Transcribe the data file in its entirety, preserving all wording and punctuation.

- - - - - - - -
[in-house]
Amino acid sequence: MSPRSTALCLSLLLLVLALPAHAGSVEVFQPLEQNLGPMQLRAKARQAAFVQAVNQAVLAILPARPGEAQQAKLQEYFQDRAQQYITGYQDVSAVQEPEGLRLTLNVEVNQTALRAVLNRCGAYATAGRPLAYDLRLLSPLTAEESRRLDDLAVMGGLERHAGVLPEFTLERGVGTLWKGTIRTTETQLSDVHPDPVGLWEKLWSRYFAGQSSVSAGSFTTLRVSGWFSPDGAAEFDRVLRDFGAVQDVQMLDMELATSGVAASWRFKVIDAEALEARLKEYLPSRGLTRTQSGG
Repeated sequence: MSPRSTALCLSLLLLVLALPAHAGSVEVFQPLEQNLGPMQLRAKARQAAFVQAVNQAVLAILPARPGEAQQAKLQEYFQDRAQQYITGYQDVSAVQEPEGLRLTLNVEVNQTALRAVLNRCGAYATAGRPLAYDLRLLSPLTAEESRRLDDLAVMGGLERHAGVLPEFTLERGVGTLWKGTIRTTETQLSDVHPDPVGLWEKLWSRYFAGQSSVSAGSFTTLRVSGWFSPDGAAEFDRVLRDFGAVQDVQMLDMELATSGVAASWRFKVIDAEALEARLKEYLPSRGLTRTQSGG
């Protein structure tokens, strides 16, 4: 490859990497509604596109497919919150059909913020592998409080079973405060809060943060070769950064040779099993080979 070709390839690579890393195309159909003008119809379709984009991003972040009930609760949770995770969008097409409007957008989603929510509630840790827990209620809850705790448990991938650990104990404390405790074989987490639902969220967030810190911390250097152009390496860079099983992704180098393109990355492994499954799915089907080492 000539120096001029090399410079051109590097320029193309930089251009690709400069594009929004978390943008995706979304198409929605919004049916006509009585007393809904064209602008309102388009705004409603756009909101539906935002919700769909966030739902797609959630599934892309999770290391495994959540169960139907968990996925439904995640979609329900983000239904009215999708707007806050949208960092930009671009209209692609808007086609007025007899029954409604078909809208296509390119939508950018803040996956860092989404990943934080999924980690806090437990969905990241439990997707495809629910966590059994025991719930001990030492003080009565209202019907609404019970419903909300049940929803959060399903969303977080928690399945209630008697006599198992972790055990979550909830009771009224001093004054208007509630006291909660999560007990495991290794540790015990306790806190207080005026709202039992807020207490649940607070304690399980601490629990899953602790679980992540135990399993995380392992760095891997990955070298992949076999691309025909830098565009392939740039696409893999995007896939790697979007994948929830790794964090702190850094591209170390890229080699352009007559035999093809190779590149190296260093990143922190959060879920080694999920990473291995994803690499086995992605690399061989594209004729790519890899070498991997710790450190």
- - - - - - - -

[in-house]
Amino acid sequence: MSPRSTALCLSLLLLVLALPAHAGSVEVFQPLEQNLGPMQLRAKARQAAFVQAVNQAVLAILPARPGEAQQAKLQEYFQDRAQQYITGYQDVSAVQEPEGLRLTLNVEVNQTALRAVLNRCGAYATAGRPLAYDLRLLSPLTAEESRRLDDLAVMGGLERHAGVLPEFTLERGVGTLWKGTIRTTETQLSDVHPDPVGLWEKLWSRYFAGQSSVSAGSFTTLRVSGWFSPDGAAEFDRVLRDFGAVQDVQMLDMELATSGVAASWRFKVIDAEALEARLKEYLPSRGLTRTQSGG
Repeated sequence: MSPRSTALCLSLLLLVLALPAHAGSVEVFQPLEQNLGPMQLRAKARQAAFVQAVNQAVLAILPARPGEAQQAKLQEYFQDRAQQYITGYQDVSAVQEPEGLRLTLNVEVNQTALRAVLNRCGAYATAGRPLAYDLRLLSPLTAEESRRLDDLAVMGGLERHAGVLPEFTLERGVGTLWKGTIRTTETQLSDVHPDPVGLWEKLWSRYFAGQSSVSAGSFTTLRVSGWFSPDGAAEFDRVLRDFGAVQDVQMLDMELATSGVAASWRFKVIDAEALEARLKEYLPSRGLTRTQSGG
């Protein structure tokens, strides 16, 4: 490859990497509604596109497919919150059909913020592998409080079973405060809060943060070769950064040779099993080979 070709390839690579890393195309159909003008119809379709984009991003972040009930609760949770995770969008097409409007957008989603929510509630840790827990209620809850705790448990991938650990104990404390405790074989987490639902969220967030810190911390250097152009390496860079099983992704180098393109990355492994499954799915089907080492 000539120096001029090399410079051109590097320029193309930089251009690709400069594009929004978390943008995706979304198409929605919004049916006509009585007393809904064209602008309102388009705004409603756009909101539906935002919700769909966030739902797609959630599934892309999770290391495994959540169960139907968990996925439904995640979609329900983000239904009215999708707007806050949208960092930009671009209209692609808007086609007025007899029954409604078909809208296509390119939508950018803040996956860092989404990943934080999924980690806090437990969905990241439990997707495809629910966590059994025991719930001990030492003080009565209202019907609404019970419903909300049940929803959060399903969303977080928690399945209630008697006599198992972790055990979550909830009771009224001093004054208007509630006291909660999560007990495991290794540790015990306790806190207080005026709202039992807020207490649940607070304690399980601490629990899953602790679980992540135990399993995380392992760095891997990955070298992949076999691309025909830098565009392939740039696409893999995007896939790697979007994948929830790794964090702190850094591209170390890229080699352009007559035999093809190779590149190296260093990143922190959060879920080694999920990473291995994803690499086995992605690399061989594209004729790519890899070498991997710790450190």